Most are SAFEs, and preferred stock. Oh and there is a platform called NextSeed that does solely notes.

As to deal structure, there are no requirements on the type of security that is being offered That means you can offer common or preferred stock, notes, convertible notes, SAFEs or rev shares.Most are SAFEs, and preferred stock. Oh and there is a platform called NextSeed that does solely notes.

After the forms have been filed and responses have been received from the SEC and the comment period is complete and final docs are filed.

  • Lawyer
  • Platform
  • Accountant
  • Transaction Engine (Often provided by Platform
  • Internal Client Team
  • Marketing Group
  • Fund Manager
  • Transfer Agent
  • EDGAR Filer

Some offerings might also need a:

  • Distribution Network
  • Clearing Broker
  • Escrow Agent

Under Reg A+, companies can raise a maximum of $50M annually from all age 18 and over accredited and non-accredited investors. The investment limits are per deal, not an annual aggregate. Investors can sell their shares at any point after the offering has closed, although there may be a limited or no trading market which will impact your ability to sell shares. Only invest an amount that you can afford to risk or lose and will not impact your lifestyle.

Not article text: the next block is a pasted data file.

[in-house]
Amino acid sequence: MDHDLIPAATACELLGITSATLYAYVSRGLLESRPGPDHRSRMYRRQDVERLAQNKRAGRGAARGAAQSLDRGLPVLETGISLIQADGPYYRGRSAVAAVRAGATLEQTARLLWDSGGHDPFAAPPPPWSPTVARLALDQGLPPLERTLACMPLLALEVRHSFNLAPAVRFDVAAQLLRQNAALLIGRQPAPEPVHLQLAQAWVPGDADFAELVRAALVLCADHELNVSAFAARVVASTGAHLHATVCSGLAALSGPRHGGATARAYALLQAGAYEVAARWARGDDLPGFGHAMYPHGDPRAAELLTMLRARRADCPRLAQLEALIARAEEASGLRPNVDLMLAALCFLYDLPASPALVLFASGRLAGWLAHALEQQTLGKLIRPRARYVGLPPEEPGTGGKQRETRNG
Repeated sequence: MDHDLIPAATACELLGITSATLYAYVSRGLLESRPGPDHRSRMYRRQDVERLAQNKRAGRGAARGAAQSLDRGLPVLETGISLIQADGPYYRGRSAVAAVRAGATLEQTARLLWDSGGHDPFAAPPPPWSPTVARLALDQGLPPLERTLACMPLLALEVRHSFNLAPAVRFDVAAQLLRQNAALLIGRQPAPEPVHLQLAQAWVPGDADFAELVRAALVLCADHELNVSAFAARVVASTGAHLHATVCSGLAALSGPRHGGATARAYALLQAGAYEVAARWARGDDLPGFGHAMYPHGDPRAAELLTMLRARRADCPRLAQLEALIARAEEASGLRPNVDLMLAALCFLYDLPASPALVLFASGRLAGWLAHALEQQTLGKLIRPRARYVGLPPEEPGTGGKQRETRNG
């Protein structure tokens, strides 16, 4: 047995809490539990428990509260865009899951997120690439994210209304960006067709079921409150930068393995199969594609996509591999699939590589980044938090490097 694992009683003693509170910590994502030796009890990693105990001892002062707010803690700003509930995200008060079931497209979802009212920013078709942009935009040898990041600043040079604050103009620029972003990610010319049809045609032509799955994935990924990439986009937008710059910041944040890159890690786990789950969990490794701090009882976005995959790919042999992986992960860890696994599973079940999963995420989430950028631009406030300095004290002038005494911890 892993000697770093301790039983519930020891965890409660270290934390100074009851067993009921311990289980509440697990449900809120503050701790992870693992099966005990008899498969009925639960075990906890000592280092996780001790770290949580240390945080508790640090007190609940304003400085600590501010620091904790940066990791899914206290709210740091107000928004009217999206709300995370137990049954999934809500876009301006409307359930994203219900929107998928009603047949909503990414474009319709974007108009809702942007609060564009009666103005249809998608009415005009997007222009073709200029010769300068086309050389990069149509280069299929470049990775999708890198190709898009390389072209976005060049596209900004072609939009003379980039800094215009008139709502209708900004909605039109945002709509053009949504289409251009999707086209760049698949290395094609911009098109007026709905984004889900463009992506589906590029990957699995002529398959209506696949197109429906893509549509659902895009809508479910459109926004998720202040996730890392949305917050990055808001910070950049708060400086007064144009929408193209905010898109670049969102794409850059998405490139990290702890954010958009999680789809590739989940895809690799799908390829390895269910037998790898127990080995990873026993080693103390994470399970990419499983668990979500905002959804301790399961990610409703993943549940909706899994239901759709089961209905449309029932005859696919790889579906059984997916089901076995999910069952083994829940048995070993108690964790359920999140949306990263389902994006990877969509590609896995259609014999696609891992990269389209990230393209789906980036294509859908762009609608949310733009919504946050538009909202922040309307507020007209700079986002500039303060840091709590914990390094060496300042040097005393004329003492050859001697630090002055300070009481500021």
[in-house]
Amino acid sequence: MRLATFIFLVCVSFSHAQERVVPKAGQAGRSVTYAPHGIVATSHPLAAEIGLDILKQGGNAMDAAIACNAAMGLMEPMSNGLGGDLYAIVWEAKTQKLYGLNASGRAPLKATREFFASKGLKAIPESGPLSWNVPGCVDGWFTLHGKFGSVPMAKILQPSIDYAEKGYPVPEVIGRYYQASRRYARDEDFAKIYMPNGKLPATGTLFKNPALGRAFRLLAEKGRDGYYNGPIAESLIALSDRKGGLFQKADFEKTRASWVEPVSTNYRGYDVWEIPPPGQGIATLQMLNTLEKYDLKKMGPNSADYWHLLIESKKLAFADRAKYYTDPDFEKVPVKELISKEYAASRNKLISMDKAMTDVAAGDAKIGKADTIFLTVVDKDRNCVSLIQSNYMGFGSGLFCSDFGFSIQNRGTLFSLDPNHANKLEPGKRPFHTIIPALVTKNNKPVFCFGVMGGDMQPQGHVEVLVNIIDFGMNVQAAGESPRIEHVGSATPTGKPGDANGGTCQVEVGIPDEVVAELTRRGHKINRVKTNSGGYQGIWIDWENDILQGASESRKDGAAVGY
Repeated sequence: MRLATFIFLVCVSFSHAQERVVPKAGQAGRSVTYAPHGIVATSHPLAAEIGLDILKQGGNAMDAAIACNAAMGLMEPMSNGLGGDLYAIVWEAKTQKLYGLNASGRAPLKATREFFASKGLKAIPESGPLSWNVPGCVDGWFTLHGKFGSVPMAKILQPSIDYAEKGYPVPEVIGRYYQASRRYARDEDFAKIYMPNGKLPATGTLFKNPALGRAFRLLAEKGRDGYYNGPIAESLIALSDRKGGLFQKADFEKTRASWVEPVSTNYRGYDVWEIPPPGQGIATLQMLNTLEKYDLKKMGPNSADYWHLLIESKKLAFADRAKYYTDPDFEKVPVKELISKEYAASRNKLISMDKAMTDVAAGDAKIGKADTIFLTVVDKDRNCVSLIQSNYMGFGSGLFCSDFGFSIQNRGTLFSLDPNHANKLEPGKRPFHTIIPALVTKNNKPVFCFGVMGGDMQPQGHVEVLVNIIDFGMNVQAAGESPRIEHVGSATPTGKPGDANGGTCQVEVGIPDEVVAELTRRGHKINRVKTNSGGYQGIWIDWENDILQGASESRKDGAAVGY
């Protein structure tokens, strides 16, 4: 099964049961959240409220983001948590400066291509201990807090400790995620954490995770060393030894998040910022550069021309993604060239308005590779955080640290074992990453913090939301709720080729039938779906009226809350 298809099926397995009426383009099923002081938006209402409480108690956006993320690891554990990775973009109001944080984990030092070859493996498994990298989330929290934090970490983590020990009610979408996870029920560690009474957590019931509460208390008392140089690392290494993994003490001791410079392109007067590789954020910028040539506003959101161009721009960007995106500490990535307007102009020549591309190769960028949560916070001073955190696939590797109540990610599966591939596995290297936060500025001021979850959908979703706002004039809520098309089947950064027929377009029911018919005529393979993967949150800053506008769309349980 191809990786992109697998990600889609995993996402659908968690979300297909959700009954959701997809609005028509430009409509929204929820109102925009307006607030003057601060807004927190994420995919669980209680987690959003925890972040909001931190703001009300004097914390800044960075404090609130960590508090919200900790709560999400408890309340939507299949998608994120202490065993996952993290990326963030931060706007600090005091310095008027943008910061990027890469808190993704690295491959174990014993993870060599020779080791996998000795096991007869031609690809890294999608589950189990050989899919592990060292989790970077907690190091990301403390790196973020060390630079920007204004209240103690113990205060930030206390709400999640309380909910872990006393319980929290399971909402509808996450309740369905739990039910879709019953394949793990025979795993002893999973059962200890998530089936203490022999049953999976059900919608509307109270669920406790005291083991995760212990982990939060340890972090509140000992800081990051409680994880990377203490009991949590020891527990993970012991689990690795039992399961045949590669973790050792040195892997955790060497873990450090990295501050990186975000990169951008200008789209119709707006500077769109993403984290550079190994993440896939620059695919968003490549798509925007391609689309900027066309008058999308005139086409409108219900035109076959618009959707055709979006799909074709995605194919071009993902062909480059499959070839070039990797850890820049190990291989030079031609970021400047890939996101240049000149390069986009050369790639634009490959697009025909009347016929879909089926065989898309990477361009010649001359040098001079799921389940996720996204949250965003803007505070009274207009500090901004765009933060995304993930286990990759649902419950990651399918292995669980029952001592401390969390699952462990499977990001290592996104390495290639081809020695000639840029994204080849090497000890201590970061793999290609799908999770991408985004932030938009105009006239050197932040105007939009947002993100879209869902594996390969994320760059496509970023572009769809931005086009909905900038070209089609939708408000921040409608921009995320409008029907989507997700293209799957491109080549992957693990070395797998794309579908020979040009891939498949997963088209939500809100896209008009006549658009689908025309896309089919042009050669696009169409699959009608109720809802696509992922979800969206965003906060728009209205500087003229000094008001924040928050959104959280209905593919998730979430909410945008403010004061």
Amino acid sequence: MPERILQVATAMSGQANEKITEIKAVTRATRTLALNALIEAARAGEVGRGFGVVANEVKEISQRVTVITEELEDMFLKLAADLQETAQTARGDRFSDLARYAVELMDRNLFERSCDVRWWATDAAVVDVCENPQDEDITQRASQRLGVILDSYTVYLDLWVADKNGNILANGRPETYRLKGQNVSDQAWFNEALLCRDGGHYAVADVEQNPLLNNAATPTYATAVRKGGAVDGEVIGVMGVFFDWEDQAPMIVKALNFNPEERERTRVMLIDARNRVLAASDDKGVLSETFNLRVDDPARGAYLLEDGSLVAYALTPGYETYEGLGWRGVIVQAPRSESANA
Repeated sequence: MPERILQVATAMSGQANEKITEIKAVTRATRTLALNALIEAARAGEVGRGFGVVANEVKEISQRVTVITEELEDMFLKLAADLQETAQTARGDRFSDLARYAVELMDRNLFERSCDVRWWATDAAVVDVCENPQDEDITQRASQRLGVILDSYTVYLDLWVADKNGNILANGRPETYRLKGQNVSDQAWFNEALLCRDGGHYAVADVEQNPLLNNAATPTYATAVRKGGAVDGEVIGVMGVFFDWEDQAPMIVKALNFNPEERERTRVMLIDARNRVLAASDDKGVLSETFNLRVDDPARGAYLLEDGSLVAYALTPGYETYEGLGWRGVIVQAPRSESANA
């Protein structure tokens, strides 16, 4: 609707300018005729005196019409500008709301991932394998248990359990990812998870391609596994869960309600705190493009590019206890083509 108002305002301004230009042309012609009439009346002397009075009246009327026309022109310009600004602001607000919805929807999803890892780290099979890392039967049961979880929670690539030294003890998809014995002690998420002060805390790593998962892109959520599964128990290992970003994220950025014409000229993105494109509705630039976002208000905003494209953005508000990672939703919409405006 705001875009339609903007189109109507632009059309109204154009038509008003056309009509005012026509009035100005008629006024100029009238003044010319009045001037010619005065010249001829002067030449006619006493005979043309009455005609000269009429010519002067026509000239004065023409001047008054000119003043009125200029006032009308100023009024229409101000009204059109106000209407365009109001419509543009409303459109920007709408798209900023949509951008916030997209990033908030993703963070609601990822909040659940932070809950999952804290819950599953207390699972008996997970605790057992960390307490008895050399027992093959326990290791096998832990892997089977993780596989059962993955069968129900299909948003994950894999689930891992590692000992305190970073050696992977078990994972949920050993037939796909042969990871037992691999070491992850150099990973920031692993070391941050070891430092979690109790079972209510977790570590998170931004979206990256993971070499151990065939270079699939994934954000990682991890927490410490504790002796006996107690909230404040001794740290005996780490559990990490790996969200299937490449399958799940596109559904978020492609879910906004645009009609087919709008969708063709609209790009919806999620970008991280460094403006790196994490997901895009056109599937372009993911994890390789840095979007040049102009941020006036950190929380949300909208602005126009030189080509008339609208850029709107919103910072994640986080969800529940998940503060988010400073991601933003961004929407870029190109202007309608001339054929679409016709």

Strategic Planning

  1. Persona Exercise
  2. Content Review
  3. KW analysis
    1. Interview: Client Dashboard/Cluster Review
  4. Content prioritization
  5. Content / Marketing Mix
    1. Budget, allocated pieces

Campaign Creation and Rollout

  1. Interview / Ask Client about cluster / keyword dynamics (Writer > Editor)
    1. any notes specific cases,  your POV, etc.
  2. Research (Writer)
  3. Pitch concepts (Writer > Editor)
  4. Draft Article (Writer)
  5. Apply Gabi Filter (Editor)